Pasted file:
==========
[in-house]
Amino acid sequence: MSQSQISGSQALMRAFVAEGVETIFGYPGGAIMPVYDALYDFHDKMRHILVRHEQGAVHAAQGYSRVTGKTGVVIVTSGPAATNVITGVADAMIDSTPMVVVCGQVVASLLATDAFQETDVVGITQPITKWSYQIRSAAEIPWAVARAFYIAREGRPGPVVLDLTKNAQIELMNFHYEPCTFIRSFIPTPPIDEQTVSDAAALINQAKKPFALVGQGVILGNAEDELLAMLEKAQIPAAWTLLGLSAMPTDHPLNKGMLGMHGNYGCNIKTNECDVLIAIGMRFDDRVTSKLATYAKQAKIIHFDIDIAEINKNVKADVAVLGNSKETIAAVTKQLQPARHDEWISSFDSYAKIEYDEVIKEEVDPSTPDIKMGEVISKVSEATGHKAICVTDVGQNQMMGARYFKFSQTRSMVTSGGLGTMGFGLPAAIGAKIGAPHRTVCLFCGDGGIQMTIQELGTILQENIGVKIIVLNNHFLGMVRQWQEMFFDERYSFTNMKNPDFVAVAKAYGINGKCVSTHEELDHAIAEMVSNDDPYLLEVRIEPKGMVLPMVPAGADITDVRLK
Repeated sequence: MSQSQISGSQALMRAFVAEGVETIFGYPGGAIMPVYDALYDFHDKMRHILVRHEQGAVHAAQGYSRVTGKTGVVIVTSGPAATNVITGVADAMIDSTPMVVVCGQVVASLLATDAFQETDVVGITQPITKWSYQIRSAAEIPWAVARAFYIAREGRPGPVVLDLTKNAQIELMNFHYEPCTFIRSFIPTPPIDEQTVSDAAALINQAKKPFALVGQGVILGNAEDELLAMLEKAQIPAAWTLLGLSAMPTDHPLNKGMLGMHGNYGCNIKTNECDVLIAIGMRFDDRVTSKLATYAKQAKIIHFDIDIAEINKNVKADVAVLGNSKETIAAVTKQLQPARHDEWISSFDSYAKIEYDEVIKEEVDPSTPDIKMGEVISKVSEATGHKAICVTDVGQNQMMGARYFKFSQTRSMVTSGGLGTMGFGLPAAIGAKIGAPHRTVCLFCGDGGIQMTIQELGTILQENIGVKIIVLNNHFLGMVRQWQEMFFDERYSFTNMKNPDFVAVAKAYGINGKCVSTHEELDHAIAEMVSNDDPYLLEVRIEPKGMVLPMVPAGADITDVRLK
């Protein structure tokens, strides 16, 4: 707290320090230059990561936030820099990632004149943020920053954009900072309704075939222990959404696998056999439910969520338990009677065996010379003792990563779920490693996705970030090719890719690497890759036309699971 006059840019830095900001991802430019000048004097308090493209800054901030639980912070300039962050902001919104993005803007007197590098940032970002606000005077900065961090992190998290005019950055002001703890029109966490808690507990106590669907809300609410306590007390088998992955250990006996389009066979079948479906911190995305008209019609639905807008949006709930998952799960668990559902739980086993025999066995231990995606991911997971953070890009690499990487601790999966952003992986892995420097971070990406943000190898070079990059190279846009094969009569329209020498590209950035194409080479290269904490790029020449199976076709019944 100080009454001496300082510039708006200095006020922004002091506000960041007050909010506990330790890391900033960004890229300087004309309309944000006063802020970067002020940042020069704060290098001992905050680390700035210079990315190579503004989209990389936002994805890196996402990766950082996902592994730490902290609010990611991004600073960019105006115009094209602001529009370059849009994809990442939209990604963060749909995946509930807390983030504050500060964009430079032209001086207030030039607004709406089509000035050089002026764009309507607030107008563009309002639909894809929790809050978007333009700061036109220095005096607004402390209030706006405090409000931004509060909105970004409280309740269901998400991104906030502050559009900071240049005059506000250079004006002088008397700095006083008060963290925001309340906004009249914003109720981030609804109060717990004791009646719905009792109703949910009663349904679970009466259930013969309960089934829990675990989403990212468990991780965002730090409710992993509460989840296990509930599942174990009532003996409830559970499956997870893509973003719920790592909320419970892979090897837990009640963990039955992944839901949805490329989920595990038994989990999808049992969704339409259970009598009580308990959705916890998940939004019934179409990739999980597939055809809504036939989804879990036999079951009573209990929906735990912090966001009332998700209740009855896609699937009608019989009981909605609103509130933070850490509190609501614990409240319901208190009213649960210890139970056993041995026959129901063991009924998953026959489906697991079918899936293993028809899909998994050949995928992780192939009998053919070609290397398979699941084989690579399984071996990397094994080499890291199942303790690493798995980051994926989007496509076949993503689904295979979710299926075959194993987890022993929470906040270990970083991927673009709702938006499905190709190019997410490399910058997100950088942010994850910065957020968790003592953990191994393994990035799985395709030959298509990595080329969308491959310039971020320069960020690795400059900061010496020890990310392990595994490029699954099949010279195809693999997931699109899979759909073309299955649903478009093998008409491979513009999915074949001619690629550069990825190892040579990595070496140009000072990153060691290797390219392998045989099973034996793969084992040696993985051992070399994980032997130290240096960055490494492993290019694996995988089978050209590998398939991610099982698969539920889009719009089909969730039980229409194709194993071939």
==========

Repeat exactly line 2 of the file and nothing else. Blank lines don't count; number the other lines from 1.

Amino acid sequence: MSQSQISGSQALMRAFVAEGVETIFGYPGGAIMPVYDALYDFHDKMRHILVRHEQGAVHAAQGYSRVTGKTGVVIVTSGPAATNVITGVADAMIDSTPMVVVCGQVVASLLATDAFQETDVVGITQPITKWSYQIRSAAEIPWAVARAFYIAREGRPGPVVLDLTKNAQIELMNFHYEPCTFIRSFIPTPPIDEQTVSDAAALINQAKKPFALVGQGVILGNAEDELLAMLEKAQIPAAWTLLGLSAMPTDHPLNKGMLGMHGNYGCNIKTNECDVLIAIGMRFDDRVTSKLATYAKQAKIIHFDIDIAEINKNVKADVAVLGNSKETIAAVTKQLQPARHDEWISSFDSYAKIEYDEVIKEEVDPSTPDIKMGEVISKVSEATGHKAICVTDVGQNQMMGARYFKFSQTRSMVTSGGLGTMGFGLPAAIGAKIGAPHRTVCLFCGDGGIQMTIQELGTILQENIGVKIIVLNNHFLGMVRQWQEMFFDERYSFTNMKNPDFVAVAKAYGINGKCVSTHEELDHAIAEMVSNDDPYLLEVRIEPKGMVLPMVPAGADITDVRLK